I tried to think about what blood groups I knew – A, B, AB etc – and then I remembered that there is an African tree called something like ‘baoabo’.  A quick search on Google produced ‘baobab’, which fit perfectly.  Hooray!

One clue that I blatantly should have got, but didn’t, was:

Seed said to be effective in opening spell (6)

I already had the letter ‘S’ at the start of this word from another clue.  ‘Opening spell’ made me think of Macbeth, so I looked up the opening scene to see if there was an ingredient that the witches hubbled and bubbled – but I couldn’t find anything.  I gave up and looked up the answer, which turned out to be the entirely obvious ‘sesame’ – which is both a seed and a spell “Open Sesame!” from Ali Baba!

And I wish I’d got this clue as it’s just so brilliant:

Childish housebreaker, one breaking metal fastenings (11)

The answer is ‘Goldilocks’, who was, according to the fairy tale, a child who broke into houses, and a gold lock is also a metal fastening.

I’m not sure this is a language that I’ll ever speak fluently, but I love the sheer self-satisfaction I feel when I get even one simple clue right!

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Adventures with ‘grok’

17 May

I was checking out a recommendation for Josh Kaufmann’s Personal MBA book by looking at his website – but got a bit distracted as the word ‘grok’ quite literally leapt off the page at me.

The quote runs this:  “I’ve run across few people who conceptually ‘grok’ how to get things done better than Josh Kaufman.”   The quote comes from the productivity guru David Allen, whose work I really like, so I decided that anything David Allen knows is worth me knowing and looked it up.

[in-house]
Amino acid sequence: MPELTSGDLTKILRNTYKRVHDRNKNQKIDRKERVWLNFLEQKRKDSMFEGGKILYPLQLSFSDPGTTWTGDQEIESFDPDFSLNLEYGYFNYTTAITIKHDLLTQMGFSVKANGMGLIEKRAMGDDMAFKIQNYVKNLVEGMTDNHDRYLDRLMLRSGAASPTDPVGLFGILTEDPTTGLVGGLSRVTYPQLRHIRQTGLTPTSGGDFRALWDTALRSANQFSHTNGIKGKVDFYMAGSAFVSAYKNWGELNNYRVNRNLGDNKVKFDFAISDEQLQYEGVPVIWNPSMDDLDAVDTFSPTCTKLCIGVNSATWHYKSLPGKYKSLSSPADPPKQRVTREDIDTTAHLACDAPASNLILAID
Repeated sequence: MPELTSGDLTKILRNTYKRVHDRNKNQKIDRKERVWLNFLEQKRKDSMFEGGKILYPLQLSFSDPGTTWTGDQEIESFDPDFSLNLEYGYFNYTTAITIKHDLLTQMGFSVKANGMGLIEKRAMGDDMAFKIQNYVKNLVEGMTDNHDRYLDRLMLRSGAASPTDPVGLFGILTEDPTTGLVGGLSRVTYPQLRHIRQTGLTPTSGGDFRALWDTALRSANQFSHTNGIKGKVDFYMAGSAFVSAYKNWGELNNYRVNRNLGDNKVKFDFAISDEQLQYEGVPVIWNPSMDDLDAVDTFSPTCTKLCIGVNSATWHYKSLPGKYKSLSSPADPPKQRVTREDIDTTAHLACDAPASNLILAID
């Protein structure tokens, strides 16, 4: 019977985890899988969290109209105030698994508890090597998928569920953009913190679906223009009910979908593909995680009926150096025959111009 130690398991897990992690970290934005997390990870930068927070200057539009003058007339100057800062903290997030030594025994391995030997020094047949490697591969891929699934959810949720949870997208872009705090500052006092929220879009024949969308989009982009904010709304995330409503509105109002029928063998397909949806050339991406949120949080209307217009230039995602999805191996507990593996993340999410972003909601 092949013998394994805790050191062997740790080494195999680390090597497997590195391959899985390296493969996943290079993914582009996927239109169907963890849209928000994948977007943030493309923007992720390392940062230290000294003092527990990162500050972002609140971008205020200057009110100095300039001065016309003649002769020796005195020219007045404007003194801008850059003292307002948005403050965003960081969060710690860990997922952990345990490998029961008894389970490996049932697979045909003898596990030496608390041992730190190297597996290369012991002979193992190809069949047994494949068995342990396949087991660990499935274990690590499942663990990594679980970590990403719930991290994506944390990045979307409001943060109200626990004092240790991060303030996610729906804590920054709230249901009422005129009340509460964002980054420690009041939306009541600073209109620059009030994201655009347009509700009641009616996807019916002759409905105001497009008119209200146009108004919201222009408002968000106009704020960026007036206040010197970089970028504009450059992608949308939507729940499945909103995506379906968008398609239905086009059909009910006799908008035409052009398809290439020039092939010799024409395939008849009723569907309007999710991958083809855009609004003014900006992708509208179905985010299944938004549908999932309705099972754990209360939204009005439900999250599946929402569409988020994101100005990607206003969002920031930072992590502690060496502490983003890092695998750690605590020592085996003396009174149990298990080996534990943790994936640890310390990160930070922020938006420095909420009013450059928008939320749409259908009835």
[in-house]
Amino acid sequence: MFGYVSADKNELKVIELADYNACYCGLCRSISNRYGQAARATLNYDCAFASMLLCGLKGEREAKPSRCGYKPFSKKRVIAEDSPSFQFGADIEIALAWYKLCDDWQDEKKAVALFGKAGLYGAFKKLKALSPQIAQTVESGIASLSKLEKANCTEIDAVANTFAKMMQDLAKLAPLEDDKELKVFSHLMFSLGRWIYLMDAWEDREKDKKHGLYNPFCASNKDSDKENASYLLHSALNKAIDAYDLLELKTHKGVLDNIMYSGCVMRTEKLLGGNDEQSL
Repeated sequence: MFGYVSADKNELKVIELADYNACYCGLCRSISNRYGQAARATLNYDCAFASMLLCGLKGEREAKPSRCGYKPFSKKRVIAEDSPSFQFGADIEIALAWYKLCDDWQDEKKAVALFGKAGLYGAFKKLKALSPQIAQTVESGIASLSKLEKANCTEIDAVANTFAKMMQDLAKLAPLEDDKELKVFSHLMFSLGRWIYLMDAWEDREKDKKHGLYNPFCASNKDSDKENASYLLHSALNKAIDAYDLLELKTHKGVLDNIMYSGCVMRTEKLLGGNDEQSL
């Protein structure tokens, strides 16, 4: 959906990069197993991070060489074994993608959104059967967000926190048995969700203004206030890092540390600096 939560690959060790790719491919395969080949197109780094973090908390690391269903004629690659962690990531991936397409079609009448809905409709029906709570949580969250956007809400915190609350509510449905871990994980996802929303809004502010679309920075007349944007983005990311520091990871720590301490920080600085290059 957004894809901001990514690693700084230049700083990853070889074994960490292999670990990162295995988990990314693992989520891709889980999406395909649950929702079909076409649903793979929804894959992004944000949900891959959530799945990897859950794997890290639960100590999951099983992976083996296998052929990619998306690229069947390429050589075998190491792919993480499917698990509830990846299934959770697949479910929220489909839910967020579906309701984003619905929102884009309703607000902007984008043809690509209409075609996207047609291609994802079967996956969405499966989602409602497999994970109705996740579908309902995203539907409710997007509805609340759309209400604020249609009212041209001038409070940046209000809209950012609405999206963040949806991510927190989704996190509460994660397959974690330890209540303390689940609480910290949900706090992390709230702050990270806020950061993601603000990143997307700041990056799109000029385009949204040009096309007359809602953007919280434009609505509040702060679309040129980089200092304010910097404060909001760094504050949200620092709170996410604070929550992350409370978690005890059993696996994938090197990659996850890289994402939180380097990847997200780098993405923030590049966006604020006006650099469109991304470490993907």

I imagined it was slang, so started with the Urban Dictionary.  There is a host of definitions, with the earliest dated from 2002, but the most common sense seemed to be of ‘understanding’:

Literally meaning ‘to drink’ but taken to mean ‘understanding.’ Often used by programmers and other assorted geeks.

It took me a long time to grok Perl, but now I can read it without going blind!

 Still curious, I decided to see if the word had escaped the realm of programmers and assorted geeks and made its way into the rest of society.  So I turned to OneLook, a website that searches multiple dictionaries simultaneously.  That also produced lots of results, and the definition from Encarta developed the Urban Dictionary further:  grok is more than understanding, it’s to understand something completely by intuition.

The Encarta definition also explained the strangeness of the word ‘grok’ – it’s described as an ‘invention’ by Robert Heinlein, the author of ‘Stranger in a Strange Land’ in the 1960s  – but I’d probably describe it as a coinage or neologism.  Or to put it another way, Heinlein simply made the word up.

And ‘grok’ seems to be in that very unique class of neologism in that it’s a word that’s genuinely new.  Most new words derive from other words – perhaps by adding a prefix or suffix, crunching two words together (anecdotage, the age where you tell stories about the good old days = anecdote + dotage), or by borrowing from another language.

Of the many different ways you can invent a new word (see more on the rule of word formation here), words that are invented from scratch and that really ensure in the language are comparatively rare.  One famous example is googol (the number represented by 1 followed by a hundred noughts), which eventually gave birth to the name of the search engine, Google.  Another is quark, a nonsense word borrowed from James Joyce’s Finnegan’s Wake that was adopted to refer to an elementary particle.

Grok also falls into another interesting category – words that derive from science fiction.  I’ve never been particularly interested in sci-fi, but on reading this blog post from the Oxford University Press about words that have come into English from science fiction, perhaps I should re-evaluate.

The blog post lists nine words that are now taken as ‘science fact’ in the sense that they’ve just become the standard word we all use.  And the list is quite extraordinary – robotics, genetic engineering, zero gravity, deep space, ion drive, pressure suit, virus (computer programme), worm (computer programme), and gas giant.

I’m not sure ‘grok’ will ever reach the same level of currency as ‘robotics’ or ‘computer virus’ – but I wonder if the author ever thought that his his little four-letter coinage would still be in use forty years on.